The US State Department, named as the defendants on the lawsuit, didn't immediately respond to a request for comment.

Utah has a major Samoan population. If the case there is decided favorably, that would create a "circuit split" – a conflicting ruling to what was previously decided in another court, which could add pressure to the Supreme Court to review.

Until then, Fitisemanu is standing firm: "People will say what they want to say, and I'm going to believe in what I want to believe, and I believe that I should be a US citizen."

This story was reported by The Associated Press.

You've read  of  free articles. Subscribe to continue.

Dear Reader,

About a year ago, I happened upon this statement about the Monitor in the Harvard Business Review – under the charming heading of “do things that don’t interest you”:

“Many things that end up” being meaningful, writes social scientist Joseph Grenny, “have come from conference workshops, articles, or online videos that began as a chore and ended with an insight. My work in Kenya, for example, was heavily influenced by a Christian Science Monitor article I had forced myself to read 10 years earlier. Sometimes, we call things ‘boring’ simply because they lie outside the box we are currently in.”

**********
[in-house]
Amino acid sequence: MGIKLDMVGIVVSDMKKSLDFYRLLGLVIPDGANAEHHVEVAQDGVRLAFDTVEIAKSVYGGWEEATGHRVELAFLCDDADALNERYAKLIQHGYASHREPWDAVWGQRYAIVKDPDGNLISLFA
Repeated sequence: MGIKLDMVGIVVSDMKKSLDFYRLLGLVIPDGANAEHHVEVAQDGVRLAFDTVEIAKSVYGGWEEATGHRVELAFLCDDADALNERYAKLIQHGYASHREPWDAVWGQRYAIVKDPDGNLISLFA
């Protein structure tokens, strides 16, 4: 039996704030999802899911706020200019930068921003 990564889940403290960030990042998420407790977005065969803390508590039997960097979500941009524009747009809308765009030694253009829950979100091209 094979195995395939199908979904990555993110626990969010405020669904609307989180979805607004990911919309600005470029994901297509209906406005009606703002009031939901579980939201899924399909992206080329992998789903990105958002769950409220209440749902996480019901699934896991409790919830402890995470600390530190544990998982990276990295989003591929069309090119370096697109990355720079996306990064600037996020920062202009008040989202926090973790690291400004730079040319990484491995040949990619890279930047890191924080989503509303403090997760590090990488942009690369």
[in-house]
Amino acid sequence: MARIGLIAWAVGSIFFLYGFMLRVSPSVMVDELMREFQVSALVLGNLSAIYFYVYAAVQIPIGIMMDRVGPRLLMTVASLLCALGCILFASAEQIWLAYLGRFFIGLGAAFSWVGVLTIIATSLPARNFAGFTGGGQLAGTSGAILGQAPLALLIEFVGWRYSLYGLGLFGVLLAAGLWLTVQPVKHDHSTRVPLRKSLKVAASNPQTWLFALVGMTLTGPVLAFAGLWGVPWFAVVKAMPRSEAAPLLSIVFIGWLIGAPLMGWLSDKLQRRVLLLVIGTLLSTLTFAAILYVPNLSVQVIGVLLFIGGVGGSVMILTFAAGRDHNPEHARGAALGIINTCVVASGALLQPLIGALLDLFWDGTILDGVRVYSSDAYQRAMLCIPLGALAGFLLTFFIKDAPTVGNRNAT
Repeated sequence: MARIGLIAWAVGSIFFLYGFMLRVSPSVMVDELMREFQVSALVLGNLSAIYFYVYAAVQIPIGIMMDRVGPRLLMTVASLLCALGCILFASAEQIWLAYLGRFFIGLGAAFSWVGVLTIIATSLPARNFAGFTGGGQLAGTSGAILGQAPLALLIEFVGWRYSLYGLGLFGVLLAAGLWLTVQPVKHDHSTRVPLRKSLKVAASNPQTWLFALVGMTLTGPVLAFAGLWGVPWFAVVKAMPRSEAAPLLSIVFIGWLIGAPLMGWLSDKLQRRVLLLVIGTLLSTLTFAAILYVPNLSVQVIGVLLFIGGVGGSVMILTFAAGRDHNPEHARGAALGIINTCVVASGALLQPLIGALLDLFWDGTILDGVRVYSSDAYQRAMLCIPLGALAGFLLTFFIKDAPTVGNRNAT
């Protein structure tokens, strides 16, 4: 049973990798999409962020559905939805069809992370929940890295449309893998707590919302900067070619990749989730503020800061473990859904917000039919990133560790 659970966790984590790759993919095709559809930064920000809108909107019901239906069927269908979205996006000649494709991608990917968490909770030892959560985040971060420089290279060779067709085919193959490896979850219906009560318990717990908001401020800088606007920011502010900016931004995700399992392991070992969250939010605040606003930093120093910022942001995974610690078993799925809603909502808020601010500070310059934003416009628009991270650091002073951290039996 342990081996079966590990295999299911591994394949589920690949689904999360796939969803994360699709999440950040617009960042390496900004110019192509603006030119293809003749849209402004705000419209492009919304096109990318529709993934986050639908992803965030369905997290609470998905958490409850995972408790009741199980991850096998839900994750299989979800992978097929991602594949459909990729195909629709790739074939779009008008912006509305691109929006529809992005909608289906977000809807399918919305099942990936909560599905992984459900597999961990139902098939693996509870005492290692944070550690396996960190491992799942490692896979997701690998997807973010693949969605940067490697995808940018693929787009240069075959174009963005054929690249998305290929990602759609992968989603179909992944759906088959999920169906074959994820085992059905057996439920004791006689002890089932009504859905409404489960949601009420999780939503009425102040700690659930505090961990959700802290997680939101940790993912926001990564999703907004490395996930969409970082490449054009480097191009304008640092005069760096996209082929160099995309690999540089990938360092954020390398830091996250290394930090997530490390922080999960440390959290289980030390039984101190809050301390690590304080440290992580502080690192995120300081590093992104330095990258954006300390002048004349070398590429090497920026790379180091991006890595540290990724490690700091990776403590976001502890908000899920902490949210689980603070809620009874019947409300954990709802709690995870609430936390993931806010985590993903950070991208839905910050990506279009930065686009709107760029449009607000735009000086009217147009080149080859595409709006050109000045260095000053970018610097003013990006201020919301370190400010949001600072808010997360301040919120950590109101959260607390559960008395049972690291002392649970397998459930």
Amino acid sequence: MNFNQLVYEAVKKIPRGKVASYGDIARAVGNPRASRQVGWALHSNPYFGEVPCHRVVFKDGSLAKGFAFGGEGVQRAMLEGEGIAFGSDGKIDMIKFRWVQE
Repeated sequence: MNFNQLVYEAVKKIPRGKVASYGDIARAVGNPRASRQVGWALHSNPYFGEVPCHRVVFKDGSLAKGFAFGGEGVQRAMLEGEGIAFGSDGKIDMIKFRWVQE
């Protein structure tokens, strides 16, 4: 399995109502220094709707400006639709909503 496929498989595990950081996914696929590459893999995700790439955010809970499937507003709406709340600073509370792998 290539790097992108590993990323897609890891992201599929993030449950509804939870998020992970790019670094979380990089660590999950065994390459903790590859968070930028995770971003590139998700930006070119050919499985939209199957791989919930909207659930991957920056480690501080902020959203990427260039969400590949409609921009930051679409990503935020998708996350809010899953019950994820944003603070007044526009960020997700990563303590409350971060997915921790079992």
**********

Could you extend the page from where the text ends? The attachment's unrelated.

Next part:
If you were to come up with a punchline to a joke about the Monitor, that would probably be it. We’re seen as being global, fair, insightful, and perhaps a bit too earnest. We’re the bran muffin of journalism.

But you know what? We change lives. And I’m going to argue that we change lives precisely because we force open that too-small box that most human beings think they live in.

The Monitor is a peculiar little publication that’s hard for the world to figure out. We’re run by a church, but we’re not only for church members and we’re not about converting people. We’re known as being fair even as the world becomes as polarized as at any time since the newspaper’s founding in 1908.

We have a mission beyond circulation, we want to bridge divides. We’re about kicking down the door of thought everywhere and saying, “You are bigger and more capable than you realize. And we can prove it.”

If you’re looking for bran muffin journalism, you can subscribe to the Monitor for $15. You’ll get the Monitor Weekly magazine, the Monitor Daily email, and unlimited access to

QR Code to American Samoans sue for citizenship
Read this article in
QR Code to Subscription page
Start your subscription today